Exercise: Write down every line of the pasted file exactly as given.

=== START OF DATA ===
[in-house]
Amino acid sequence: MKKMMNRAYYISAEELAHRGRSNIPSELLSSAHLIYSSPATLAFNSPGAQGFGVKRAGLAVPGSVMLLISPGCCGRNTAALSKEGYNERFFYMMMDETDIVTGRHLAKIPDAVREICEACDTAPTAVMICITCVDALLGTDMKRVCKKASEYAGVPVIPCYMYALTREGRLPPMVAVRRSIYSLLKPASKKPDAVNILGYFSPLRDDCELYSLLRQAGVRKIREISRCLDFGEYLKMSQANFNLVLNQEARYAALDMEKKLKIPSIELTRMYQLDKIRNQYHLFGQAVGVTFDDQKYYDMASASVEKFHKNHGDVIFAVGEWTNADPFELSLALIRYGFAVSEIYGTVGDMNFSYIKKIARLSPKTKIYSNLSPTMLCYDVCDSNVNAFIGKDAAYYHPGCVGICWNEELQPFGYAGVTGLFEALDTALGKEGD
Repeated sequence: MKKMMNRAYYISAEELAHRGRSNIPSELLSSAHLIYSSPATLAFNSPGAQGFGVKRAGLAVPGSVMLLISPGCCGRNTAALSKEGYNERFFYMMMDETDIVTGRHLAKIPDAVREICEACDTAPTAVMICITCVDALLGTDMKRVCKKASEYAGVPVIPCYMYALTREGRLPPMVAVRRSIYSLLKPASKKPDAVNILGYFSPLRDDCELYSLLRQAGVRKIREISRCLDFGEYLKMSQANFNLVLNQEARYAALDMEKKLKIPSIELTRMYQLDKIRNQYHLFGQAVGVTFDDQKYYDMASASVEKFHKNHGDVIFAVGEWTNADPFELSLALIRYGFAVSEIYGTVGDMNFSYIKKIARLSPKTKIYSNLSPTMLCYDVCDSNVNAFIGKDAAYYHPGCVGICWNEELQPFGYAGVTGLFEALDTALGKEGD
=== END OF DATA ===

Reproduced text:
[in-house]
Amino acid sequence: MKKMMNRAYYISAEELAHRGRSNIPSELLSSAHLIYSSPATLAFNSPGAQGFGVKRAGLAVPGSVMLLISPGCCGRNTAALSKEGYNERFFYMMMDETDIVTGRHLAKIPDAVREICEACDTAPTAVMICITCVDALLGTDMKRVCKKASEYAGVPVIPCYMYALTREGRLPPMVAVRRSIYSLLKPASKKPDAVNILGYFSPLRDDCELYSLLRQAGVRKIREISRCLDFGEYLKMSQANFNLVLNQEARYAALDMEKKLKIPSIELTRMYQLDKIRNQYHLFGQAVGVTFDDQKYYDMASASVEKFHKNHGDVIFAVGEWTNADPFELSLALIRYGFAVSEIYGTVGDMNFSYIKKIARLSPKTKIYSNLSPTMLCYDVCDSNVNAFIGKDAAYYHPGCVGICWNEELQPFGYAGVTGLFEALDTALGKEGD
Repeated sequence: MKKMMNRAYYISAEELAHRGRSNIPSELLSSAHLIYSSPATLAFNSPGAQGFGVKRAGLAVPGSVMLLISPGCCGRNTAALSKEGYNERFFYMMMDETDIVTGRHLAKIPDAVREICEACDTAPTAVMICITCVDALLGTDMKRVCKKASEYAGVPVIPCYMYALTREGRLPPMVAVRRSIYSLLKPASKKPDAVNILGYFSPLRDDCELYSLLRQAGVRKIREISRCLDFGEYLKMSQANFNLVLNQEARYAALDMEKKLKIPSIELTRMYQLDKIRNQYHLFGQAVGVTFDDQKYYDMASASVEKFHKNHGDVIFAVGEWTNADPFELSLALIRYGFAVSEIYGTVGDMNFSYIKKIARLSPKTKIYSNLSPTMLCYDVCDSNVNAFIGKDAAYYHPGCVGICWNEELQPFGYAGVTGLFEALDTALGKEGD